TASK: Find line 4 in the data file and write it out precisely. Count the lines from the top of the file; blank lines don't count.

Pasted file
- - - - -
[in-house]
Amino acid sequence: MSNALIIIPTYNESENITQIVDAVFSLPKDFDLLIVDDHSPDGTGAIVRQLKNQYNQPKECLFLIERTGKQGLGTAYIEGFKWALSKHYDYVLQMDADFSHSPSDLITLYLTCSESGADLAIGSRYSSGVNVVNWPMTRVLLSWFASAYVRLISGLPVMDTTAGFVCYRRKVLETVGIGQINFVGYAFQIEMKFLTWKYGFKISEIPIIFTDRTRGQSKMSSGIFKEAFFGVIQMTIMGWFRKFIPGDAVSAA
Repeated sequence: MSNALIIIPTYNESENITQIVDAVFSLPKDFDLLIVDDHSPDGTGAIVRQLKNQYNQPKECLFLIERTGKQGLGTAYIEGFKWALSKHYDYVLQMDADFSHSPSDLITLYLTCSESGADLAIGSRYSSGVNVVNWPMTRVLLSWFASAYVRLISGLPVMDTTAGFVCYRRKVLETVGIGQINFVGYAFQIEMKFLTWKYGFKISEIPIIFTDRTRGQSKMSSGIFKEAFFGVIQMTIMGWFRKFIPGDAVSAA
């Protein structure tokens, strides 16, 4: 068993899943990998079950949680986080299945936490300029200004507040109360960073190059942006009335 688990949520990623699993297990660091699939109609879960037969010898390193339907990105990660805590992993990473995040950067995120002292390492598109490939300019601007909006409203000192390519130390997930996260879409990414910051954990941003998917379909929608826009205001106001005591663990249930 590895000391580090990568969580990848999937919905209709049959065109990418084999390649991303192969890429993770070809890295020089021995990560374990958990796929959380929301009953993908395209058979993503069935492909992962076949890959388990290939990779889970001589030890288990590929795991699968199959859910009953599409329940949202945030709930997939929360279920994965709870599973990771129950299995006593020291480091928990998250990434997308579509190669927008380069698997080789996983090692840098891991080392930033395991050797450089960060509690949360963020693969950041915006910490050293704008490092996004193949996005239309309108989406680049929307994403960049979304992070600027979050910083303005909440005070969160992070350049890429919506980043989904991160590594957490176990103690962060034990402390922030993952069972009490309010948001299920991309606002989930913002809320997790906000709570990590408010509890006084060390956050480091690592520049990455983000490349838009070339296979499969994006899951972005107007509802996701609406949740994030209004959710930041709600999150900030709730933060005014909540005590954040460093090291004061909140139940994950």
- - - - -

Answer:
């Protein structure tokens, strides 16, 4: 068993899943990998079950949680986080299945936490300029200004507040109360960073190059942006009335 688990949520990623699993297990660091699939109609879960037969010898390193339907990105990660805590992993990473995040950067995120002292390492598109490939300019601007909006409203000192390519130390997930996260879409990414910051954990941003998917379909929608826009205001106001005591663990249930 590895000391580090990568969580990848999937919905209709049959065109990418084999390649991303192969890429993770070809890295020089021995990560374990958990796929959380929301009953993908395209058979993503069935492909992962076949890959388990290939990779889970001589030890288990590929795991699968199959859910009953599409329940949202945030709930997939929360279920994965709870599973990771129950299995006593020291480091928990998250990434997308579509190669927008380069698997080789996983090692840098891991080392930033395991050797450089960060509690949360963020693969950041915006910490050293704008490092996004193949996005239309309108989406680049929307994403960049979304992070600027979050910083303005909440005070969160992070350049890429919506980043989904991160590594957490176990103690962060034990402390922030993952069972009490309010948001299920991309606002989930913002809320997790906000709570990590408010509890006084060390956050480091690592520049990455983000490349838009070339296979499969994006899951972005107007509802996701609406949740994030209004959710930041709600999150900030709730933060005014909540005590954040460093090291004061909140139940994950």